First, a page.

The neutron flux is a scalar quantity used in nuclear physics and nuclear reactor physics. It is the total length travelled by all free neutrons per unit time and volume. Equivalently, it can be defined as the number of neutrons travelling through a small sphere of radius in a time interval, divided by (the cross section of the sphere) and by the time interval. The usual unit is cm-2s-1 (neutrons per centimeter squared per second).
The neutron fluence is defined as the neutron flux integrated over a certain time period, so its usual unit is cm-2 (neutrons per centimeter squared).
Neutron flux in asymptotic giant branch stars and in supernovae is responsible for most of the natural nucleosynthesis producing elements heavier than iron. In stars there is a relatively low neutron flux on the order of 105 to 1011 cm-2 s-1, resulting in nucleosynthesis by the s-process (slow-neutron-capture-process). By contrast, after a core-collapse supernova, there is an extremely high neutron flux, on the order of 1032 cm-2 s-1, resulting in nucleosynthesis by the r-process (rapid-neutron-capture-process).
Atmospheric neutron flux, apparently from thunderstorms, can reach levels of 3·10-2 to 9·10+1 cm-2 s-1. However, recent results (considered invalid by the original investigators) obtained with unshielded scintillation neutron detectors show a decrease in the neutron flux during thunderstorms. Recent research appears to support lightning generating 1013 - 1015 neutrons per discharge via photonuclear processes.
Artificial neutron flux refers to neutron flux which is man-made, either as byproducts from weapons or nuclear energy production or for a specific application such as from a research reactor or by spallation. A flow of neutrons is often used to initiate the fission of unstable large nuclei. The additional neutron(s) may cause the nucleus to become unstable, causing it to decay (split) to form more stable products. This effect is essential in fission reactors and nuclear weapons.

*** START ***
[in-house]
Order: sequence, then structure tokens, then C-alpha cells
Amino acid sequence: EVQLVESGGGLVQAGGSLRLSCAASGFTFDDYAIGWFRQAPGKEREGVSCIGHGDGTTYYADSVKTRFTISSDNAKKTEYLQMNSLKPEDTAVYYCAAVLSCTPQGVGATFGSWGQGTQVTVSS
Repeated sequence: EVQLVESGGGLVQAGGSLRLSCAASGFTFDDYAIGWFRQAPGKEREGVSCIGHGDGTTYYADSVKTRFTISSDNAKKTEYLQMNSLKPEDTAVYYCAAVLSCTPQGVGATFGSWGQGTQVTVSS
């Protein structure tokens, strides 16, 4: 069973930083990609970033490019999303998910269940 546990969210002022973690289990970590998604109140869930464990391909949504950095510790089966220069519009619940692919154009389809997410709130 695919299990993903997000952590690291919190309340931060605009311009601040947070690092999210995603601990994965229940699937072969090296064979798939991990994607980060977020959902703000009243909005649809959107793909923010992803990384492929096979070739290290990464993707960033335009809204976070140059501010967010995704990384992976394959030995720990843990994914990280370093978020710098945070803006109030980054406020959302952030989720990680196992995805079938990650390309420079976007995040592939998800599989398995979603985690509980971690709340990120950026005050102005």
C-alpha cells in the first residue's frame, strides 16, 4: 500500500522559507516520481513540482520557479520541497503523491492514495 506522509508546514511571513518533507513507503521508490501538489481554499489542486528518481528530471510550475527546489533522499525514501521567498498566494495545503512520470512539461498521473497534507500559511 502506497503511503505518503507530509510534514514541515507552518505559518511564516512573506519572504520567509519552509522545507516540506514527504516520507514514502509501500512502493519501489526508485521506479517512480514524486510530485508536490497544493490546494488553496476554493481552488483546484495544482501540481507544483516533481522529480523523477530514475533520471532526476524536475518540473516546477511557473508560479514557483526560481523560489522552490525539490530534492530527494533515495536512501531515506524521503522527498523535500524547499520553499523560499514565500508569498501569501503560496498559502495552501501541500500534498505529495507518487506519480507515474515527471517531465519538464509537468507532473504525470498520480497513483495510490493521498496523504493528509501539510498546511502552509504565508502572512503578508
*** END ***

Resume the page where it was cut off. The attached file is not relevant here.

Within a nuclear fission reactor, the neutron flux is the primary quantity measured to control the reaction inside. The flux shape is the term applied to the density or relative strength of the flux as it moves around the reactor. Typically the strongest neutron flux occurs in the middle of the reactor core, becoming lower toward the edges. The higher the neutron flux the greater the chance of a nuclear reaction occurring as there are more neutrons going through an area per unit time.
A reactor vessel of a typical nuclear power plant (PWR) endures in 40 years (32 full reactor years) of operation approximately 6.5×1019 cm-2 (E > 1 MeV). Neutron flux causes reactor vessels to suffer from neutron embrittlement as the steel gets activated.